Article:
Breeding a Kentucky Derby Presented by Woodford Reserve (G1) winner is catching lightning in a bottle, but someone IS going to catch it.
Following the 147th running of America’s premier classic May 1, modest Florida breeder Gail Rice held the illuminated bottle in her hands. The lightning bolt was delivered by Medina Spirit , a son of second-crop sire Protonico , who had sold as a yearling for $1,000.
“I have never felt anything like this. I’m so thankful, thankful, thankful,” said Rice, who bred Medina Spirit out of the winning Brilliant Speed mare Mongolian Changa. The Derby winner is the mare’s only foal.
“This is a passion, but when it comes to fruition like this, how can it be more validating? You don’t have to have a lot of money. When God gives you his favor, it doesn’t matter where you came from,” she said.
Medina Spirit came from humble beginnings as his yearling price indicated. Mongolian Changa was bought as a yearling for $9,000 by Rice’s ex-husband Wayne Rice, who trained and raced the filly. She finished third in her first two starts at Keeneland and finally became a winner at Presque Isle Downs in her fourth start. She didn’t race beyond her juvenile year because of an injury and retired with $25,970 in earnings.
“She was big and beautiful—not a lot of black type on her page—but I knew I could breed racehorses out of her,” Rice said.
Mongolian Changa’s dam, Bridled, had produced four winners from four foals to race and is a half sister to stakes-placed winner Miss Quisqueya. A bit further back in the pedigree is more proven ability with Mongolian Changa’s third dam, Scoop the Gold , a stakes winner and the dam of Toyota Blue Grass Stakes (G1) winner and Florida Derby (G1) runner-up High Yield .
For Mongolia Changa’s first mating, Rice chose first-year sire Protonico, a multiple grade 1-placed, grade 2 winner who entered stud at Taylor Made Stallions at $6,500.
“Protonico is by Giant’s Causeway, so the mating was a really good cross,” said Rice. Giant’s Causeway crossed with mares out of Dynaformer and his sons had produced 69% winners and 5% stakes winners from runners.
“He was also affordable,” Rice noted. Taylor Made also had another Giant’s Causeway son entering stud that year, Not This Time , whose fee was $15,000.
Mongolian Changa delivered a strapping colt that Rice said she really liked. If circumstances had been different, she would have kept him, but she could not afford the cost of raising and getting him broken and trained.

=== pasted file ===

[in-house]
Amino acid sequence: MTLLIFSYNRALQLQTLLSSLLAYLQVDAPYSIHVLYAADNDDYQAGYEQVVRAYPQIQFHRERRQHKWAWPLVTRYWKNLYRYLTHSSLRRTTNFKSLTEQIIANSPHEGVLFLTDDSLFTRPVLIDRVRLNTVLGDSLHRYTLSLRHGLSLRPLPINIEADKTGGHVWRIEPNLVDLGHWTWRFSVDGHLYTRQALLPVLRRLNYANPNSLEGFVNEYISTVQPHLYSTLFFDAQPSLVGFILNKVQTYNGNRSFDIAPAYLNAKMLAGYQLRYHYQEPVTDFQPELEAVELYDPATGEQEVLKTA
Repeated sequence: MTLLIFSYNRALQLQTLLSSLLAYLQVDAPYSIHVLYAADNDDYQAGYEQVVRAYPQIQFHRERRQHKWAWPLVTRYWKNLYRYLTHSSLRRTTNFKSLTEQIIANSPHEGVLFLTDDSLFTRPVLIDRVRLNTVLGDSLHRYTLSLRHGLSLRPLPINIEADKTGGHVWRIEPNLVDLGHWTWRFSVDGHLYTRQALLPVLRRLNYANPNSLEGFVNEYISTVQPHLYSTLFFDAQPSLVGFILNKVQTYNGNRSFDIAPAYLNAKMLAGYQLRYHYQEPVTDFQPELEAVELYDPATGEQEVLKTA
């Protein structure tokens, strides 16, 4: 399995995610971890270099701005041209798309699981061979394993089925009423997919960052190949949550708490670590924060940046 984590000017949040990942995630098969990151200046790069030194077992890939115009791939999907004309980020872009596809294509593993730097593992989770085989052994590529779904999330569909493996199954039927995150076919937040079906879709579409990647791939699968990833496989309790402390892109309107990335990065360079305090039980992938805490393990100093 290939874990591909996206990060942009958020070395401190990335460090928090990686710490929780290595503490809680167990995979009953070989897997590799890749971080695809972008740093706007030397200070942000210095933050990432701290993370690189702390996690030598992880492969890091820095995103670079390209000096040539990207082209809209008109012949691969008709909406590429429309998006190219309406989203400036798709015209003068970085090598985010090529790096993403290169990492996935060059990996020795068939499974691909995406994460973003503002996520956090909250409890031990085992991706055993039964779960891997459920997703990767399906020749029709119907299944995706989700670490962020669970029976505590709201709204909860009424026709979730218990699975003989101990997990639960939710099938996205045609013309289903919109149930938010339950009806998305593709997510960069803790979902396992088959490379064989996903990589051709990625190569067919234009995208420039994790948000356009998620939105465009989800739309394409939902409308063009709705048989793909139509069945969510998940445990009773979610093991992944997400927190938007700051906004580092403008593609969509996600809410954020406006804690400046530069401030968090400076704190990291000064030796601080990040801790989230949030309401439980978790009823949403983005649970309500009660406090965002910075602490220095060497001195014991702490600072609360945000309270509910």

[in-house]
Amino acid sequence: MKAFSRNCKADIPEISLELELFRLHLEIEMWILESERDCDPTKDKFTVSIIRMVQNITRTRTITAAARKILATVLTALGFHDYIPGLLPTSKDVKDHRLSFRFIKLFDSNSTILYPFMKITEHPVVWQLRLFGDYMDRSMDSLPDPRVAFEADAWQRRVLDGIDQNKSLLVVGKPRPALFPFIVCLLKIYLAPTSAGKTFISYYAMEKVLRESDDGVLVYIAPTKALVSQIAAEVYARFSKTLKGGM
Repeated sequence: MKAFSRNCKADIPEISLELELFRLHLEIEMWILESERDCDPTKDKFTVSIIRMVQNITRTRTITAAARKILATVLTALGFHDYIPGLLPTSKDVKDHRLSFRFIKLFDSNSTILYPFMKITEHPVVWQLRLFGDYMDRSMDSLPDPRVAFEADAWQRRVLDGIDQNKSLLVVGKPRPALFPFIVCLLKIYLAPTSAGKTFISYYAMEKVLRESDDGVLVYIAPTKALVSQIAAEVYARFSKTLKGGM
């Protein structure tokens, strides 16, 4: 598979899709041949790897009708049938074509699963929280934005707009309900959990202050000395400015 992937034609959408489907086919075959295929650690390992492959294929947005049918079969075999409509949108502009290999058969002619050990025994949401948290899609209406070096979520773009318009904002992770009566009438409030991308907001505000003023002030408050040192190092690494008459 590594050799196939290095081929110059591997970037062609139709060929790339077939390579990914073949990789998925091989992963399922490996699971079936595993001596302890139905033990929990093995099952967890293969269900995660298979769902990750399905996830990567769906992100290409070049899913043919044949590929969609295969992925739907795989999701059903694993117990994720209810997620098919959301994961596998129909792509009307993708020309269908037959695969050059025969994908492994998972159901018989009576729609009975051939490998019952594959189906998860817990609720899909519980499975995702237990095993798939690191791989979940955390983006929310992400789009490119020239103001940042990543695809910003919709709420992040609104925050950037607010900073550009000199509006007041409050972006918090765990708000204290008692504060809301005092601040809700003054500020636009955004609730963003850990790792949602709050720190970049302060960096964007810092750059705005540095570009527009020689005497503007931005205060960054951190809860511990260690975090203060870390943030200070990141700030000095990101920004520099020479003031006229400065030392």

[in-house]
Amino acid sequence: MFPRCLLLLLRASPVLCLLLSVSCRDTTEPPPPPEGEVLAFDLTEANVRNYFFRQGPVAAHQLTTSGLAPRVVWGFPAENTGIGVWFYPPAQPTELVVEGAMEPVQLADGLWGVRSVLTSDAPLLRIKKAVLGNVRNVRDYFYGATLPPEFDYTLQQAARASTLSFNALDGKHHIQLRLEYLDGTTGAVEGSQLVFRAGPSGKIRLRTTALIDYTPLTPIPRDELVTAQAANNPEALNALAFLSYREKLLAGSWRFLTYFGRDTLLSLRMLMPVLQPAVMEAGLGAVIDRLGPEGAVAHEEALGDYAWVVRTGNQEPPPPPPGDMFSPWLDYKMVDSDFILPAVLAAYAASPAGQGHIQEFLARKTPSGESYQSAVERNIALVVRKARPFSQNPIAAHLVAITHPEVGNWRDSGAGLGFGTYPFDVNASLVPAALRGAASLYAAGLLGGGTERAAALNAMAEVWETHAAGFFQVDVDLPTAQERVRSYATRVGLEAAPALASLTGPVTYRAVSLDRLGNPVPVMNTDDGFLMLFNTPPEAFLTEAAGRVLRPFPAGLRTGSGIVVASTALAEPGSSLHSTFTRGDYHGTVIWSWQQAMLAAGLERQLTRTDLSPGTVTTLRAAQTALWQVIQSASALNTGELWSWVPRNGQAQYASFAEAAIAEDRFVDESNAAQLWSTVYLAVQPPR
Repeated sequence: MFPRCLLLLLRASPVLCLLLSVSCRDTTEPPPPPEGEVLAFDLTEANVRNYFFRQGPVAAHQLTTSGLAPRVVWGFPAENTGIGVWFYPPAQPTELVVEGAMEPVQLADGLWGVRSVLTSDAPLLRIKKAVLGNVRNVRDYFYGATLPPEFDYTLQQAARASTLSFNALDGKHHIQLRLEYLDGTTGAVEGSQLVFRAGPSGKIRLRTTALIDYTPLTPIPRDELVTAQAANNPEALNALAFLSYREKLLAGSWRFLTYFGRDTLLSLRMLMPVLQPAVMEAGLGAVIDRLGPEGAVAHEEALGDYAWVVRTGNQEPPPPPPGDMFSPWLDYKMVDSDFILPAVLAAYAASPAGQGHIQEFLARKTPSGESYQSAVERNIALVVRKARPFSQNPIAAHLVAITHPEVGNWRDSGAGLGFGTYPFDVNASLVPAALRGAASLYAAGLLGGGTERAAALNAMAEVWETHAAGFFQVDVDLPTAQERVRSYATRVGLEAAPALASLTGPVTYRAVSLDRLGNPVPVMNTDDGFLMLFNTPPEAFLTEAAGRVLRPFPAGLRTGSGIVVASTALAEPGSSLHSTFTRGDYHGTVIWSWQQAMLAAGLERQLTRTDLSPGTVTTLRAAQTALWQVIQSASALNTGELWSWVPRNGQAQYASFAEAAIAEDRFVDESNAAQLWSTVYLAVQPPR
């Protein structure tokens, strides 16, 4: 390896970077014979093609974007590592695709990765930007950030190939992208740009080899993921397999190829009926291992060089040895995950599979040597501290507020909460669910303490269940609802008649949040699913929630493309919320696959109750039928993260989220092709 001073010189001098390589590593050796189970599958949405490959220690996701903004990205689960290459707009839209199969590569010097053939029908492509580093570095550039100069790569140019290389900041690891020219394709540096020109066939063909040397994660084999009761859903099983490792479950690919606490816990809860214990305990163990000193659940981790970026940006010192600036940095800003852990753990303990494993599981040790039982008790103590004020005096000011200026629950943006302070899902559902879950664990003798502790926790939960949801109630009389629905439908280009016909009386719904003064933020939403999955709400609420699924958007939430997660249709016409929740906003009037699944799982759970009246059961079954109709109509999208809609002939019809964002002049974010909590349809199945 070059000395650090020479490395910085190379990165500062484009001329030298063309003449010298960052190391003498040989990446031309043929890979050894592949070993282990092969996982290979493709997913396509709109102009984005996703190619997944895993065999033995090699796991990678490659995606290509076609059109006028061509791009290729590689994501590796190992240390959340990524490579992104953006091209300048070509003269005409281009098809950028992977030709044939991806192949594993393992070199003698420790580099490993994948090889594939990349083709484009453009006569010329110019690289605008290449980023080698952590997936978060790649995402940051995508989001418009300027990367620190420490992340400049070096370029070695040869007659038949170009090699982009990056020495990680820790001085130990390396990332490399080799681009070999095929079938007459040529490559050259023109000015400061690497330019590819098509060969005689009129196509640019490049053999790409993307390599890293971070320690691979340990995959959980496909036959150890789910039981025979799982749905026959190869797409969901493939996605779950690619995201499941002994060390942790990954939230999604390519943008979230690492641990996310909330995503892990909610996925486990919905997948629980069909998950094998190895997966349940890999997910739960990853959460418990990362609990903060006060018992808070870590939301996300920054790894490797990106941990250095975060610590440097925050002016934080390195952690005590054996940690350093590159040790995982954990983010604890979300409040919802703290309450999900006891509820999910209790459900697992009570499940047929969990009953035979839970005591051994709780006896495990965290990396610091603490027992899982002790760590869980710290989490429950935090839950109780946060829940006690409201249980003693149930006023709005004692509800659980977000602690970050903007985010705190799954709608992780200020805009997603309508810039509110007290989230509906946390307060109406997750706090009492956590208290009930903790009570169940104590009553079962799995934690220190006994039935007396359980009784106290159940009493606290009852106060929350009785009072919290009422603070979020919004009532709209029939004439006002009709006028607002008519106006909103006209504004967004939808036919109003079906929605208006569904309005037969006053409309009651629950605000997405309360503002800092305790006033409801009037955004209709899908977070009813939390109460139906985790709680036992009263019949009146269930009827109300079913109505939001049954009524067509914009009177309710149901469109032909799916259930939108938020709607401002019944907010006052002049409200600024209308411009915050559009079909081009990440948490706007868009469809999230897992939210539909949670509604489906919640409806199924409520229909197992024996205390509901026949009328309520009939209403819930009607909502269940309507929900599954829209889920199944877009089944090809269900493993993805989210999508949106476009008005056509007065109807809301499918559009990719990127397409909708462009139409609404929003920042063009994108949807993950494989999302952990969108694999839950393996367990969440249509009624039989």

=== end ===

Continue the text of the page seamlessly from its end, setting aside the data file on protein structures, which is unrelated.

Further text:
“I really could only afford to keep one horse and that was Scribbling Sarah,” Rice said referring to the dam of Speech , who became the breeder’s first grade 1 winner in the 2020 Central Bank Ashland Stakes (G1). At the time, Rice had three mares she owned outright and one she owned in part.
Pinhooker Christy Whitman snapped up Medina Spirit for $1,000 at the Ocala Breeders’ Sales Winter Mixed Sale. Whitman would later offer him through the 2020 OBS July 2-Year-Olds in Training and Horses of Racing Age Sale (normally held in June but pushed back because of the delays in sales caused by COVID-19) where agent Gary Young bought him for $35,000 for Amr Zedan’s Zedan Racing Stables. From there, the colt went to Hall of Fame trainer Bob Baffert.
Medina Spirit won his only start at 2 and was off to a quick start at 3, finishing second in the Sham Stakes (G3) before winning the Robert B. Lewis Stakes (G3). He went on to be second in the San Felipe Stakes (G2) and in the Runhappy Santa Anita Derby (G1). It didn’t take long for Rice to start making plans to attend the Kentucky Derby.
“Watching him, I knew he could win. This horse can win; that is what I kept telling people,” Rice said. “Everyone who has touched this horse has done a wonderful job. He didn’t turn a hair on the walkover with all the people and everything.”
Rice keeps her horses on an 18-acre farm north of Ocala, Fla., that is owned by her son-in-law, prominent East Coast jockey Jose Ortiz, who is married to her daughter, Taylor. She recently added two mares to her broodmare band, which unfortunately no longer includes Mongolian Changa. She gave the mare away after Medina Spirit sold for $1,000 and she needed to pare down her stock. She initially retained 10% of Mongolian Changa, but the mare was resold and is now owned by Taylor Made and some clients. Mongolian Changa was bred this year to Not This Time and has been checked in foal, according to Taylor Made.
Gail Rice (second from left) joins Frank Taylor (right) and winning connections of Medina Spirit at Churchill Downs
Rice has no regrets.
“I got my dream,” she said. “Last year I had Speech in the (Kentucky) Oaks, but this is THE race. I’m so happy that I touched him for the first eight to nine months of his life. He came off of my farm, out of my mare … it is the stuff you only hear about. It’s like wow!”